“Our focus right now is on the health of Jonathan Butler, the concerns of our student-athletes and working with our community to address this serious issue,” the statement said.
After Wolfe’s announcement, Butler said in a tweet that his strike was over.
The protests began after the student government president, who is black, said in September that people in a passing pickup truck shouted racial slurs at him. In early October, members of a black student organization said slurs were hurled at them by an apparently drunken white student.
Also, a swastika drawn in feces was found recently in a dormitory bathroom.
Many of the protests have been led by an organization called Concerned Student 1950, which gets its name from the year the university accepted its first black student. Its members besieged Wolfe’s car at the parade, and they have been conducting a sit-in on a campus plaza since last Monday.
Two trucks flying Confederate flags drove past the site Sunday, a move many saw as an attempt at intimidation. At least 150 students gathered at the plaza Sunday night to pray, sing and read Bible verses, a larger crowd than on previous days. Many planned to camp there overnight, despite temperatures that had dropped into the upper 30s.
Also joining in the protest effort were two graduate student groups that called for walkouts Monday and Tuesday and the student government at the Columbia campus, the Missouri Students Association.
The association said in a letter Sunday to the system’s governing body that there had been “an increase in tension and inequality with no systemic support” since last year’s fatal shooting of Michael Brown in Ferguson, which is about 120 miles east of Columbia.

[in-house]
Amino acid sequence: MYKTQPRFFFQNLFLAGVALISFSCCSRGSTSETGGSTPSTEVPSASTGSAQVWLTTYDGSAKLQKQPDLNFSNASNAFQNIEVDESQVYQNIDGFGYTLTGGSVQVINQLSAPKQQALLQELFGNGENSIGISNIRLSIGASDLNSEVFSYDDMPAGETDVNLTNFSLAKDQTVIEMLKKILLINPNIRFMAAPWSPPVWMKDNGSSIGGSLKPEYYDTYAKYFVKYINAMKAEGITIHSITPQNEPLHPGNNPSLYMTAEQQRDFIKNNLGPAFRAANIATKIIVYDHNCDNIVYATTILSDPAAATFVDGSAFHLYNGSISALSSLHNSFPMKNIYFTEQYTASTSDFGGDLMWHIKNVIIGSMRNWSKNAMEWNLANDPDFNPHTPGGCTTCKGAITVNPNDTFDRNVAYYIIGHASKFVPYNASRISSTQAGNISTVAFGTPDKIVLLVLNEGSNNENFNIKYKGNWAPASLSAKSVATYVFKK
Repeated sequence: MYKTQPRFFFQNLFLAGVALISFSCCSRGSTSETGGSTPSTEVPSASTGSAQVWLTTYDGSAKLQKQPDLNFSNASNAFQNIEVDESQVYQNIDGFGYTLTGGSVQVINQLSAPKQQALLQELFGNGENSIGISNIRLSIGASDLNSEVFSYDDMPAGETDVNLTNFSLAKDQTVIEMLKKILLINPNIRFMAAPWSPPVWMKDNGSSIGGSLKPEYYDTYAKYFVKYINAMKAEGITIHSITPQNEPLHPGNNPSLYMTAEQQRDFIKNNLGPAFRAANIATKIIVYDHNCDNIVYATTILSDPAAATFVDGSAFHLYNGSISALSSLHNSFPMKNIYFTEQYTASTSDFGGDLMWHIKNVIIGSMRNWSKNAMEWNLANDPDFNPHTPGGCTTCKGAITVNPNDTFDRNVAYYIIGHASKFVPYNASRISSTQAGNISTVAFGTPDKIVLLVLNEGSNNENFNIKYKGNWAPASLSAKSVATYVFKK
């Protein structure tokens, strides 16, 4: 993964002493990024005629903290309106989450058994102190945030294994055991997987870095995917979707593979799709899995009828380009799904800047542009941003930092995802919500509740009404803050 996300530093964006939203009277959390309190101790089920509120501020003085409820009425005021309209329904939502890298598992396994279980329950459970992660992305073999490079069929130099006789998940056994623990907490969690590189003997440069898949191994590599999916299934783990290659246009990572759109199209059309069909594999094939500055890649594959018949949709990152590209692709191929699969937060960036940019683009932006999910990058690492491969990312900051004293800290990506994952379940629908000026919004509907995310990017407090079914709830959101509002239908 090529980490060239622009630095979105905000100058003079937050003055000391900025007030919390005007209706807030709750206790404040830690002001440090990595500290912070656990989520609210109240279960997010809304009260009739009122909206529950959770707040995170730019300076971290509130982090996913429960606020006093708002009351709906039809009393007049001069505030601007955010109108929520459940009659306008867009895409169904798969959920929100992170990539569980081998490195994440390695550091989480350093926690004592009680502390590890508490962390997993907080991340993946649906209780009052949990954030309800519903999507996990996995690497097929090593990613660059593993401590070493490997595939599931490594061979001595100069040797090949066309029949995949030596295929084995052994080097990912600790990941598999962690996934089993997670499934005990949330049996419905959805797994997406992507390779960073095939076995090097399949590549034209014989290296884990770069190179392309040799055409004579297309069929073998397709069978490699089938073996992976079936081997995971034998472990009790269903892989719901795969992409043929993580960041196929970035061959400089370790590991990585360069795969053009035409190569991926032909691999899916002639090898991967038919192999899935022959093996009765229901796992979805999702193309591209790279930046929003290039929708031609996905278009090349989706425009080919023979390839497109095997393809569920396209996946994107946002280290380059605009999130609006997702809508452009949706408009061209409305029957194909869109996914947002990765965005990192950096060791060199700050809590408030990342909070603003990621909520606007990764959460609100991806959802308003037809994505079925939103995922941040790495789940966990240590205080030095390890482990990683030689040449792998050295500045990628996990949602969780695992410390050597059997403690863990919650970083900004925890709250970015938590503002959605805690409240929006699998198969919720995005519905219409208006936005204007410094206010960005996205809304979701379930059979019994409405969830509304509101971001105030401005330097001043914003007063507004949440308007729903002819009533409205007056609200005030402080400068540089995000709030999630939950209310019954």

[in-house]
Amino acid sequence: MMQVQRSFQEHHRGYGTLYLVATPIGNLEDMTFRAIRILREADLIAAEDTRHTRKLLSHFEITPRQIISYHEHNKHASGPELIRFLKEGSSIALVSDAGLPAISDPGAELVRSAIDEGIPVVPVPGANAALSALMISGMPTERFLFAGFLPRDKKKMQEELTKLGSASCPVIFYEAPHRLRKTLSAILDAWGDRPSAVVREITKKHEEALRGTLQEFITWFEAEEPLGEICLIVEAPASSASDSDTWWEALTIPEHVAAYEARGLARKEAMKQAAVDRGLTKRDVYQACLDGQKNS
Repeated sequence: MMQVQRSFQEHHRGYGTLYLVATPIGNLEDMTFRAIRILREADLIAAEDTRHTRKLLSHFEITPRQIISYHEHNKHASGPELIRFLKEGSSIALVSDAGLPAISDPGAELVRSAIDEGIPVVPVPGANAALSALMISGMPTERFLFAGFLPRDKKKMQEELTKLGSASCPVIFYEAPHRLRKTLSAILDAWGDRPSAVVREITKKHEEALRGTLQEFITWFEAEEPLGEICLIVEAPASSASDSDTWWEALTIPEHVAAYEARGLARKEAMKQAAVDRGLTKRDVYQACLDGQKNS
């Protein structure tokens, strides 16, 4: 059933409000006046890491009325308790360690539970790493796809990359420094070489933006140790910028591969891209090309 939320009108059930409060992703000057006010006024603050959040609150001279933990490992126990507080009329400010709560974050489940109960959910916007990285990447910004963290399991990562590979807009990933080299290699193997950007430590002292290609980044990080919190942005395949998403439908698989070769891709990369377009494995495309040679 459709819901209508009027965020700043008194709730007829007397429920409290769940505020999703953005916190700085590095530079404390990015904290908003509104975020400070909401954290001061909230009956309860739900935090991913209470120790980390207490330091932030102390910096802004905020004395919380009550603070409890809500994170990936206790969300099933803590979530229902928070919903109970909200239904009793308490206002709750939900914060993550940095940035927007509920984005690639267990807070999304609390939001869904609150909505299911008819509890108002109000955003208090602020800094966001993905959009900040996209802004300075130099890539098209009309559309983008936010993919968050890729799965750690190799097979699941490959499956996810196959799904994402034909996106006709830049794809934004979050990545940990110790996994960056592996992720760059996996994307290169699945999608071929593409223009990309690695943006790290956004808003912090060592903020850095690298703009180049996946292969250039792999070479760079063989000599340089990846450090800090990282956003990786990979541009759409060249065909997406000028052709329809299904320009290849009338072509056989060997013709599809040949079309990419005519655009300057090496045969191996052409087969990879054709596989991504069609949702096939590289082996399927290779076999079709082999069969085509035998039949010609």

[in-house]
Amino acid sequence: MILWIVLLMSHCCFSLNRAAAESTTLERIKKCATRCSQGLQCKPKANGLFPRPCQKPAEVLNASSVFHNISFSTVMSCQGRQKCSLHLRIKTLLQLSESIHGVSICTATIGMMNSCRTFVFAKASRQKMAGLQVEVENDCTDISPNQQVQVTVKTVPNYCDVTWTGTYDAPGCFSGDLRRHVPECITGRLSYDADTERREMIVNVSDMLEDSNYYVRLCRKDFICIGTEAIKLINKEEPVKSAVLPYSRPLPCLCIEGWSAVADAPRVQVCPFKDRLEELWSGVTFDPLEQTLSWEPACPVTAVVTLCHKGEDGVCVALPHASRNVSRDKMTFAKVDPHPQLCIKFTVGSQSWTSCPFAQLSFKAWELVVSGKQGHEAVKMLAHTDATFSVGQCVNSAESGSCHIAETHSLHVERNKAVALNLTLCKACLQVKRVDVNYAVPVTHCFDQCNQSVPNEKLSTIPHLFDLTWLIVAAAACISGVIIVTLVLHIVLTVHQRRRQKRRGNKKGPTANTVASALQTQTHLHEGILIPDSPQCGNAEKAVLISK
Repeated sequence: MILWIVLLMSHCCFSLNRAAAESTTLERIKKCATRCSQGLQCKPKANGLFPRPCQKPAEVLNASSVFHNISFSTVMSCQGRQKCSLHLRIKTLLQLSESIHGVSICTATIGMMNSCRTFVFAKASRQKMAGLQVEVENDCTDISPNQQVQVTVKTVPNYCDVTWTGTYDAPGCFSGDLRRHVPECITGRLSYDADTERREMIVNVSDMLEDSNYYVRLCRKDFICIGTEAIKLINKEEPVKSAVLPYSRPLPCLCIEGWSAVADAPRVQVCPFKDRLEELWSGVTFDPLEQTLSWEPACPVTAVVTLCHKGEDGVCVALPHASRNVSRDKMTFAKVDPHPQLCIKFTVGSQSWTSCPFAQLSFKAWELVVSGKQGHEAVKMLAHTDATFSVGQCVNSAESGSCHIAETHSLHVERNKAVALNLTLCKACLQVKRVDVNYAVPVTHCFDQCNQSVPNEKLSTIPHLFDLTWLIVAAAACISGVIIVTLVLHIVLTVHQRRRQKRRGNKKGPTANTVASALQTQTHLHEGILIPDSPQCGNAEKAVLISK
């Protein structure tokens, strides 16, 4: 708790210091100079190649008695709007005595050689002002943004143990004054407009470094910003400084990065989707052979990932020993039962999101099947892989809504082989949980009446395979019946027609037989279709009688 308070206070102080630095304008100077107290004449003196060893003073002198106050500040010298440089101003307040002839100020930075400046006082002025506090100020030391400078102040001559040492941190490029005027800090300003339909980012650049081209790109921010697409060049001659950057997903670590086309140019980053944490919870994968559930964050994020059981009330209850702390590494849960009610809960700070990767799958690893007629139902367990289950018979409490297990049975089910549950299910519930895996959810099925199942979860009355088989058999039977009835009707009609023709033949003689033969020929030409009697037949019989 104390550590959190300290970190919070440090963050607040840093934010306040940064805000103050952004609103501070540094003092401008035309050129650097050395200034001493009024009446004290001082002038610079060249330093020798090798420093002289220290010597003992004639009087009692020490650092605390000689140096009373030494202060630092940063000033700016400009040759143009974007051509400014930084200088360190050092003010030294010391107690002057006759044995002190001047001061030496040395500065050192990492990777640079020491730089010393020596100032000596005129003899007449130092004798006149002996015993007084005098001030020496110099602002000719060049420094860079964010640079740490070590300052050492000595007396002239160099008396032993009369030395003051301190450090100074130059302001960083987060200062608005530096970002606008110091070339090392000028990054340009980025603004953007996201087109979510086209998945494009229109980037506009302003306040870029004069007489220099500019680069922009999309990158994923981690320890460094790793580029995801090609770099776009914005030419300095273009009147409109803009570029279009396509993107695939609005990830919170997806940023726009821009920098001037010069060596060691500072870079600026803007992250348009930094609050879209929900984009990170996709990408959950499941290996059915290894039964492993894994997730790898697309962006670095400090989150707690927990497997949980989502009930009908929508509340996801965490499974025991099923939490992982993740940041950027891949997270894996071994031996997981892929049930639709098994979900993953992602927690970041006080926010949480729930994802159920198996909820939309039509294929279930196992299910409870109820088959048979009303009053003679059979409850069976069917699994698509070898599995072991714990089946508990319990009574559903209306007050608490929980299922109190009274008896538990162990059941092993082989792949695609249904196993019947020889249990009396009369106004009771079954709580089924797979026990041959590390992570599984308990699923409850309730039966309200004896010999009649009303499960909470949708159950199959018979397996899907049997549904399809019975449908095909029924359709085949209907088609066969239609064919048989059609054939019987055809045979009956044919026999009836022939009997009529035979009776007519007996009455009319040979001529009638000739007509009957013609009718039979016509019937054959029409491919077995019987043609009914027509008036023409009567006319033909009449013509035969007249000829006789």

Brown, an unarmed black 18-year-old, was shot and killed by a white police officer during a struggle, and his death helped spawn the “Black Lives Matter” movement rebuking police treatment of minorities.
The association said Wolfe heads a university leadership that “has undeniably failed us and the students that we represent.”
“He has not only enabled a culture of racism since the start of his tenure in 2012, but blatantly ignored and disrespected the concerns of students,” the group wrote.
Concerned Student 1950 has demanded, among other things, that Wolfe “acknowledge his white male privilege,” that he is immediately removed, and that the school adopt a mandatory racial-awareness program and hire more black faculty and staff.
One of the sit-in participants, Abigail Hollis, a black undergraduate, said the campus is “unhealthy and unsafe for us.”
“The way white students are treated is in stark contrast to the way black students and other marginalized students are treated, and it’s time to stop that,” Hollis said. “It’s 2015.”
The school’s undergraduate population is 79 percent white and 8 percent black. The state is about 83 percent white and nearly 12 percent black.
Wolfe, 56, is a former software executive and Missouri business school graduate whose father taught at the university. He was hired in 2011 as president, succeeding another former business executive who also lacked experience in academia.